Gang jailed for 'prolific' chip-and-pin scam
A gang of chip-and-pin fraudsters has been jailed after carrying out one of the UK's "most prolific" scams.
The gang modified chip-and-pin machines at petrol forecourts in Cambridgeshire, Leicestershire, Kent, Bristol and Sussex, Southwark Crown Court heard.
Ringleader Theogenes De Montford, 29, of Hayes, west London, was given a four-and-a-half year jail sentence.
He admitted conspiracy to defraud and conspiracy to possess articles for use in the course of fraud.
Rajakumar Thevathasan, 34, of Wimbledon, south London, Rashid Hassan, 26, of Anerley, south-east London, and Usman Mahmood, 26, of Streatham, south-west London, were each jailed for three-and-a-half years after being found guilty of conspiracy to defraud.
The gang covertly installed devices in chip-and-pin readers that allowed them to clone cards used by customers and steal their money.
A small hole was burned in the back of the reader and a memory device and bluetooth reader inserted.
On other occasions sales staff at the garages were signed up to the scam.
In total the nine-month fraud caused losses totalling £725,000.
De Montford, a Sri Lankan national, will be deported upon his release.
When he was arrested his laptop was found to contain details for 35,000 cards, 7,000 of which came from just one garage in Maidstone, Kent.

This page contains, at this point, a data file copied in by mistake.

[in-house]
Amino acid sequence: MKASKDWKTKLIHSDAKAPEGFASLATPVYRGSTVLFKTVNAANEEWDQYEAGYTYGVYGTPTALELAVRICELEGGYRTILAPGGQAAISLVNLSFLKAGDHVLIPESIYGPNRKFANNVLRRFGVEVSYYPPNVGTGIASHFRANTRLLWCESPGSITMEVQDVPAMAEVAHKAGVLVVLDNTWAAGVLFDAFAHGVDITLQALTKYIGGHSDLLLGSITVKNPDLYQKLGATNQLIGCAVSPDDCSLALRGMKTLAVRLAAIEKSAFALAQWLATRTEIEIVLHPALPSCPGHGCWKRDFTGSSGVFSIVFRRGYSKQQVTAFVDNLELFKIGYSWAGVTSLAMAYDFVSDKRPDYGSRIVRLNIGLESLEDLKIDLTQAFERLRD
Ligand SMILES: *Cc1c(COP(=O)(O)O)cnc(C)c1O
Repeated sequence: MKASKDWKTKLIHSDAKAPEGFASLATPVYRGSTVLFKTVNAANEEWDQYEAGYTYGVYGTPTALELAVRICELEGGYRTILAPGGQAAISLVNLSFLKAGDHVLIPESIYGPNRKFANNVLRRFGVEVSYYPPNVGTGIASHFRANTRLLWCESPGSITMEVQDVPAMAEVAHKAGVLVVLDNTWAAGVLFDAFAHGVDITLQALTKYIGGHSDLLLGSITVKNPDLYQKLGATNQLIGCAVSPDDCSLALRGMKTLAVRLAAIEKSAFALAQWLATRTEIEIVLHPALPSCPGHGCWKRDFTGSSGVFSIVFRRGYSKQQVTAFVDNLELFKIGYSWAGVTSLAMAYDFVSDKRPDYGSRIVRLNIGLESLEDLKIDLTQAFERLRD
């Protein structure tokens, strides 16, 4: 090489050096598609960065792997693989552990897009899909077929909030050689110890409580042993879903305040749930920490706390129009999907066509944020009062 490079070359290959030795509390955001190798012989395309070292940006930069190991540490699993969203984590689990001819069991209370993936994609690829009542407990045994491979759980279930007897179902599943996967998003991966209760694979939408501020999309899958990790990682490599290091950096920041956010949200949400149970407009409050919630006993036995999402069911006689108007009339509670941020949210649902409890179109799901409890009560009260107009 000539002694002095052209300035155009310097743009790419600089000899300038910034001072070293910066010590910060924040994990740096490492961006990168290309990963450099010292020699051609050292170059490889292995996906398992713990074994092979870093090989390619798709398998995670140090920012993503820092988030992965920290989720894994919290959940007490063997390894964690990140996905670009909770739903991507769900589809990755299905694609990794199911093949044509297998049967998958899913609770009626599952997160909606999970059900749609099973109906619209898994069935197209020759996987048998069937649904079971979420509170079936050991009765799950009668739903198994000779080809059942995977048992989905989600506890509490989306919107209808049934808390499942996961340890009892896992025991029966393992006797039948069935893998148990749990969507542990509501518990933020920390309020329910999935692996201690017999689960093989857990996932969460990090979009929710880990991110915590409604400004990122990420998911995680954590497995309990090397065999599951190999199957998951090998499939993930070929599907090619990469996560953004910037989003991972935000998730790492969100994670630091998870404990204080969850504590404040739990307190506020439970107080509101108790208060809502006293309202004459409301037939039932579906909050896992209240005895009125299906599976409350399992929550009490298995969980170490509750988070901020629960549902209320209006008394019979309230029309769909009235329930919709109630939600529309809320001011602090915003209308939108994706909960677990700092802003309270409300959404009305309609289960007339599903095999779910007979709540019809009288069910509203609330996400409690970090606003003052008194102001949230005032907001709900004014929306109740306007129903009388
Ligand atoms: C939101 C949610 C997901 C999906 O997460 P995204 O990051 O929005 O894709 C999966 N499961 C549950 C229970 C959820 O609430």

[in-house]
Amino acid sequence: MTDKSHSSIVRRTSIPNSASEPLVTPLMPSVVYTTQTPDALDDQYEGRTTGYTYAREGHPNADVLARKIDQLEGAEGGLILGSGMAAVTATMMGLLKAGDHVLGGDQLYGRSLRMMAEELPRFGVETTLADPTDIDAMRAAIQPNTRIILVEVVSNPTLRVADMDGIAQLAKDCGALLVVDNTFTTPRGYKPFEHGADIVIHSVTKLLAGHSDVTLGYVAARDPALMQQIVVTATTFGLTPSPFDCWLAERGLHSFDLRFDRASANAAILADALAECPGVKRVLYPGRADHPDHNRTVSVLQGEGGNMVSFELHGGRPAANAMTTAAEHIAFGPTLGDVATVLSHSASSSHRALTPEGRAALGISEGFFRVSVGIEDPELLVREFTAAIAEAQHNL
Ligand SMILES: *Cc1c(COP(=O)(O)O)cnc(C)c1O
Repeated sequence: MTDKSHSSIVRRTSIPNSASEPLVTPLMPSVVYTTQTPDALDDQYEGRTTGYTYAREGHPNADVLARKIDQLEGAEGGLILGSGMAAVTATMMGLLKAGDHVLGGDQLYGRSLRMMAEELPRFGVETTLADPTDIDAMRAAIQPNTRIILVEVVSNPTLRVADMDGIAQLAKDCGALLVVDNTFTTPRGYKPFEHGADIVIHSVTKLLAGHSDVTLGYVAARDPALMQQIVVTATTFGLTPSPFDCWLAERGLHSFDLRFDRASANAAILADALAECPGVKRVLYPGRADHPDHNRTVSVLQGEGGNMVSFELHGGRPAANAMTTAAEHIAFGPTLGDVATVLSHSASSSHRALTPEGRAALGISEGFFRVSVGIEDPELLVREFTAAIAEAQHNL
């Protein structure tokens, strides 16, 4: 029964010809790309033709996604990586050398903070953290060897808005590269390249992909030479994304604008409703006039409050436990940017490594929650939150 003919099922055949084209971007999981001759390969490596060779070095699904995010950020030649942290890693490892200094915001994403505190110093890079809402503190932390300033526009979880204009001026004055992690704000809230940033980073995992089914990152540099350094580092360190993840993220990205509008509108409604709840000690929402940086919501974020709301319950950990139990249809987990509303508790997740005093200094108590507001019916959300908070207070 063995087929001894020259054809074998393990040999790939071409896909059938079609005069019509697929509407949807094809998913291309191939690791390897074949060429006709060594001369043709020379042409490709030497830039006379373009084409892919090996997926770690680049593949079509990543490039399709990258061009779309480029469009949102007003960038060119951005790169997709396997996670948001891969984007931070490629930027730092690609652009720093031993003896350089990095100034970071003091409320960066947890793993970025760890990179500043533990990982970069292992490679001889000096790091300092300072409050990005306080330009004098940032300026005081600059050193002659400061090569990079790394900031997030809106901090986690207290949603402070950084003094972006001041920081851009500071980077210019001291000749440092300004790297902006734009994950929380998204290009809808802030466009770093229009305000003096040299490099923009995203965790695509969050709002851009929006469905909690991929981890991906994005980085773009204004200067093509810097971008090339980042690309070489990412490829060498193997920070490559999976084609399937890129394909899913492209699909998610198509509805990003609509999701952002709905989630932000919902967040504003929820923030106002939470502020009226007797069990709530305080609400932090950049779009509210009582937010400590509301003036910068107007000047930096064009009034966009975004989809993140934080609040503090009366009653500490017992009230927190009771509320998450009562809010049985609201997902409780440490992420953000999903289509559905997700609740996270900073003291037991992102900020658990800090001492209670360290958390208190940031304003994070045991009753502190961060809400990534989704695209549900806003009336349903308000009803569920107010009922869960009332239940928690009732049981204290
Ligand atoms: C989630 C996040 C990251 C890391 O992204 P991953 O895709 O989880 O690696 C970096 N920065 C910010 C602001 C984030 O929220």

Garage franchise owner Amrik Kalsi saw business drop by 47% and his forecourt was subjected to a "campaign of vilification" because customers had money taken from their accounts after visiting it.
'Tip of the iceberg'
During a campaign described as "totally unjustified" by the judge, a Facebook group urged people not to use the forecourt and he suffered verbal abuse.
Adam Budworth, prosecuting, said: "He [De Montford] was perhaps one of the most prolific chip-and-pin fraudsters in the UK.
"Since his arrest there has been a significant reduction in the number of chip-and-pin frauds in the UK."
Mr Budworth added that the cases highlighted in court were "only the tip of the iceberg".
De Montford was a software engineering graduate and used his expertise to carry out the fraud, which could have netted millions of pounds.
Recorder Nicholas Rhodes QC told him: "The motivating factor was greed and the huge profits you could make with your skills from this crime."